In 2010, the Croatian feature CRNCI (The Blacks) made its way through the international film festival circuit. A chamber piece that uses small gestures to explore the big questions of conscience in Croatian society in metaphorical terms, it served to indicate the courage of filmmakers Goran Dević und Zvonimir Jurić. This drama about the inherent contradictions of the postwar period is one of a series of films to break with reasons of state, no longer speaking of the “War of the Fatherland”, but rather of the atrocities large and small still lying dormant in the subconscious of the collective psyche, having remained largely unaddressed until that point.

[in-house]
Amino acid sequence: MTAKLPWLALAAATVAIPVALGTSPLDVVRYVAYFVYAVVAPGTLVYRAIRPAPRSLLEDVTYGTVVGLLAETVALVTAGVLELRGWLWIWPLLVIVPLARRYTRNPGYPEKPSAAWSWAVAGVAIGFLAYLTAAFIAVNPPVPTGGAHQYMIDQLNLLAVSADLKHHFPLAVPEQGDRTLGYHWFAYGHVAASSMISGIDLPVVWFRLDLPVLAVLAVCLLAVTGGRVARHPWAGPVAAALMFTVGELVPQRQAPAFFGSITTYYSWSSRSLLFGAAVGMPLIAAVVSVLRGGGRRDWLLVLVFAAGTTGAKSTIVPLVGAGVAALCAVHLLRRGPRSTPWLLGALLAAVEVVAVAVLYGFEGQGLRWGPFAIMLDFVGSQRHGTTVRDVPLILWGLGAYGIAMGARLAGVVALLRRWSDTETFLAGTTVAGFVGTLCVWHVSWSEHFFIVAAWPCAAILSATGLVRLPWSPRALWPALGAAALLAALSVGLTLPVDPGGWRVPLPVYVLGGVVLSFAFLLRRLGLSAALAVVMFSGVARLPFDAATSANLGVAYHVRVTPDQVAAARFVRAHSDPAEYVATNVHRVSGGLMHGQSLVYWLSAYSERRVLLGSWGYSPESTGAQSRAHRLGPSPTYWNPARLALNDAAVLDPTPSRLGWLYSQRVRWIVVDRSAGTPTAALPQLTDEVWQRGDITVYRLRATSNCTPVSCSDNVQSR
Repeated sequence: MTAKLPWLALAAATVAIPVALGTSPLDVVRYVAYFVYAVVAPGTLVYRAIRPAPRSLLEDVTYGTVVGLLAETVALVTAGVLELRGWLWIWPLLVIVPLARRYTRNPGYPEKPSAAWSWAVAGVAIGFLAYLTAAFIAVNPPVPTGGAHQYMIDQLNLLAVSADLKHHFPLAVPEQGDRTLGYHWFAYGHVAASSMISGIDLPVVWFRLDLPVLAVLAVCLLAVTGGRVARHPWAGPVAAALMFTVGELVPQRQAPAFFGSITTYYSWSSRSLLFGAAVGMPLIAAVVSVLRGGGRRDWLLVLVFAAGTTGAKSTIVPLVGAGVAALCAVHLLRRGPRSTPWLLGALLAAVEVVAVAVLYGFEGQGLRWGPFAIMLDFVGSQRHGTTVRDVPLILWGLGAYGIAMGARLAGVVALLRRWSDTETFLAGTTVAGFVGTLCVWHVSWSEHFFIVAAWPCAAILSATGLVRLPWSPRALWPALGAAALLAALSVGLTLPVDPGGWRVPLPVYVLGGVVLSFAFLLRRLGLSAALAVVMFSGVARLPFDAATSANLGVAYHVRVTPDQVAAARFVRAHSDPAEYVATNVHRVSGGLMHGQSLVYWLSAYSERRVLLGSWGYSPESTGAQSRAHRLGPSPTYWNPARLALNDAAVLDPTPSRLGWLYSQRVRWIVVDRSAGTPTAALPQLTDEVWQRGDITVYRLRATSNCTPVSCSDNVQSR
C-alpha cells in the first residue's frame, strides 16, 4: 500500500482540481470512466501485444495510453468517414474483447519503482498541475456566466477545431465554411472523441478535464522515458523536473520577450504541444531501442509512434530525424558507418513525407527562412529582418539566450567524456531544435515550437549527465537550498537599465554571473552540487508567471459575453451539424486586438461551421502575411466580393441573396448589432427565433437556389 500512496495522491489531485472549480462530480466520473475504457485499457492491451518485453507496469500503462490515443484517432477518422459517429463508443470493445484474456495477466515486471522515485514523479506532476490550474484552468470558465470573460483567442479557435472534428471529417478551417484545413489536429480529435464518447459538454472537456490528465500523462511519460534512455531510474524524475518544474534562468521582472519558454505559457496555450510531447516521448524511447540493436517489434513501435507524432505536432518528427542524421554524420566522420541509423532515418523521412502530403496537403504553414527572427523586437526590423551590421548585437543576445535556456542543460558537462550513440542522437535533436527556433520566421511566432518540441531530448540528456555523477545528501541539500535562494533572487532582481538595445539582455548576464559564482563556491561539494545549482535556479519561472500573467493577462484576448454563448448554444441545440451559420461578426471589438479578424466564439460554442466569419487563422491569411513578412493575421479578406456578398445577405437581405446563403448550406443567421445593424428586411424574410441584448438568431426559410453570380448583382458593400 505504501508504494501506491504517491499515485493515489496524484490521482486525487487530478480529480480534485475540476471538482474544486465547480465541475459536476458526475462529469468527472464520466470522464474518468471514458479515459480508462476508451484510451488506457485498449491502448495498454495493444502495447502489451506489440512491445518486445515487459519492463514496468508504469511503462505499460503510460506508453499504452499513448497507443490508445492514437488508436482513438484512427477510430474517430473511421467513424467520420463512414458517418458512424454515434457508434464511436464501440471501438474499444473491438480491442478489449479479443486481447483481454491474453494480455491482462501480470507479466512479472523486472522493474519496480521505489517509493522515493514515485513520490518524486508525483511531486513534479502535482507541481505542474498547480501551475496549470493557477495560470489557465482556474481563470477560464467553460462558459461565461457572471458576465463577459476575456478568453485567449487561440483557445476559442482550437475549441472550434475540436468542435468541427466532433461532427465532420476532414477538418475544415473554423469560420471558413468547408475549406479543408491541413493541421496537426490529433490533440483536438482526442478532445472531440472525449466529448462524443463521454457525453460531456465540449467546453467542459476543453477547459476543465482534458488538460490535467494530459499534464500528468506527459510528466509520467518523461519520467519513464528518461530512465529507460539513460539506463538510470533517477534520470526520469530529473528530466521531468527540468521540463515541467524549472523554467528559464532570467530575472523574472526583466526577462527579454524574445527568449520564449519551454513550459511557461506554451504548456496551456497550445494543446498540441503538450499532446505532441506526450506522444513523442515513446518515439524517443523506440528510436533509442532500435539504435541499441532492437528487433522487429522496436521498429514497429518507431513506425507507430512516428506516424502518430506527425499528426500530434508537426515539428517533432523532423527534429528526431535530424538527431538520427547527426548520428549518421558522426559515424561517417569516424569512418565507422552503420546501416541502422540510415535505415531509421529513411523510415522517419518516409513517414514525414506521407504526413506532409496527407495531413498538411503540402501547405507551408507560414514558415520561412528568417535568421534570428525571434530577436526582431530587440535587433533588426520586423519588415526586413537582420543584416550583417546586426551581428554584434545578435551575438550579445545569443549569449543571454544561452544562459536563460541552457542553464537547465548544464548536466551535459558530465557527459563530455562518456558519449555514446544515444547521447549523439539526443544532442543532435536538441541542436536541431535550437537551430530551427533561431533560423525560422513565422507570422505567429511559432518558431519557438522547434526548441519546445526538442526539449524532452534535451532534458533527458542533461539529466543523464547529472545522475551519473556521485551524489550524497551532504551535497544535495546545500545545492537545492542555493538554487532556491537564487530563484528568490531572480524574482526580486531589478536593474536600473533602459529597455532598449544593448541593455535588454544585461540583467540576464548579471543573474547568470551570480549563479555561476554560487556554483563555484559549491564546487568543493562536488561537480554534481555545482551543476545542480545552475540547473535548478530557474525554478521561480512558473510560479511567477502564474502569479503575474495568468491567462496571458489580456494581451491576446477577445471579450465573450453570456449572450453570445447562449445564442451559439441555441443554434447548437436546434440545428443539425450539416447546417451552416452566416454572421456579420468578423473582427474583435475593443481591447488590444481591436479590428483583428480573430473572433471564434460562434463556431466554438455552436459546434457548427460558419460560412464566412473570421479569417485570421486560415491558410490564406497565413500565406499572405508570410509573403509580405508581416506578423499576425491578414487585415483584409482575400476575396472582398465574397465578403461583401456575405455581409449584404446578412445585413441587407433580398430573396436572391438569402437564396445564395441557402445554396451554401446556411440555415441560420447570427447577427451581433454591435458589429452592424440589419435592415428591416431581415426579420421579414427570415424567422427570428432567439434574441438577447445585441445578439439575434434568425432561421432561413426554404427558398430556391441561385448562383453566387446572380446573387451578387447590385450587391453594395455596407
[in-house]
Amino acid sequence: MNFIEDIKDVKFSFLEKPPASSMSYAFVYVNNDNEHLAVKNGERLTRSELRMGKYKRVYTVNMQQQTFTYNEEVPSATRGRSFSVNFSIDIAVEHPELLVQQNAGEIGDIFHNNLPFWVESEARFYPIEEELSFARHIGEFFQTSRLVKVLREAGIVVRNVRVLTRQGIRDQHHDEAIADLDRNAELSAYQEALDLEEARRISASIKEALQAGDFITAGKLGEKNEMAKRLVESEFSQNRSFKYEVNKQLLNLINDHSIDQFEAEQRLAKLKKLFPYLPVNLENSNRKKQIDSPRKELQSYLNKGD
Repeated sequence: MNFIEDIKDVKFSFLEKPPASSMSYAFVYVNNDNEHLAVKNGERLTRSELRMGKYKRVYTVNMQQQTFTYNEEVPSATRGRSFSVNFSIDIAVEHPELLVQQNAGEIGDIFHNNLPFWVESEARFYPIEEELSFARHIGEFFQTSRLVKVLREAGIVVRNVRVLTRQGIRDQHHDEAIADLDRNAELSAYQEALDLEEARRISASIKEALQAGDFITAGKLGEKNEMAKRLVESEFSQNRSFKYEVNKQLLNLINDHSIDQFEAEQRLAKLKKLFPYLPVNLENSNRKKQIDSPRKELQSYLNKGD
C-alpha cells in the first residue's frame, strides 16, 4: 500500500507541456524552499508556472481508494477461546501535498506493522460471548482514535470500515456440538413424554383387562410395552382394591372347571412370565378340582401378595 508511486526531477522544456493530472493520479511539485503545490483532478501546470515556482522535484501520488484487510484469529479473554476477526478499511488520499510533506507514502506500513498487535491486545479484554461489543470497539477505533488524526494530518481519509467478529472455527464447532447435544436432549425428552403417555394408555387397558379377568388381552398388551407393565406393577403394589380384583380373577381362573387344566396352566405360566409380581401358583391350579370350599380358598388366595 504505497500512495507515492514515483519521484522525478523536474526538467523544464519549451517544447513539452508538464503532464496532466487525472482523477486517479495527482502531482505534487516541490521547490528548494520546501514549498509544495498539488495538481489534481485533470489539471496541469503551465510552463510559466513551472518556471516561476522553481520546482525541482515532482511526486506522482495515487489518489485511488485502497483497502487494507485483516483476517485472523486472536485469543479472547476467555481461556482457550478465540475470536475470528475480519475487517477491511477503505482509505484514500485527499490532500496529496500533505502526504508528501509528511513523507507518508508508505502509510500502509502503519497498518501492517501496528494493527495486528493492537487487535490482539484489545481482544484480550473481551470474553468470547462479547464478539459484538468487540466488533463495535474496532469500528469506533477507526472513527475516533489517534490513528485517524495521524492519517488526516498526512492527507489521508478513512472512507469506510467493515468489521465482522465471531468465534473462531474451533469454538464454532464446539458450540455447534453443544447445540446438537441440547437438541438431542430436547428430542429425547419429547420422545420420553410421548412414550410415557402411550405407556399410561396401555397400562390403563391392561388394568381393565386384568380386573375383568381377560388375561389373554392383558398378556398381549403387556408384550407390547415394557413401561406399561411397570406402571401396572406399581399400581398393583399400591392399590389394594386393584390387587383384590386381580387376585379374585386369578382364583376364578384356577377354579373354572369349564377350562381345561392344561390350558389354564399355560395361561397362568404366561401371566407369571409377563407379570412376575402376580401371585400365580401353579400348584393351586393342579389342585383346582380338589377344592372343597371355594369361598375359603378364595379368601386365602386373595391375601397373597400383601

While the process of coming to terms with the crimes committed during the Yugoslav wars has since moved on in Croatia, CRNCI, the psychological study of a group of people grappling with the extreme nature of the civil war, continues to resonate as a piece of cinematic art whose possible interpretations stretch far beyond the historical framework of the region. Croatia's accession to the EU this year is a more than suitable occasion to dedicate a short retrospective to the work of Dević and Jurić, both of whose work remains largely unknown in Germany. Both directors operate between history and the everyday to scrutinize their country’s mentality in laconic, pinpoint style, shifting between the bitter undertone of investigative journalism, the tongue-in-cheek irony of the distanced observer and the critical self-interrogation of the humanist.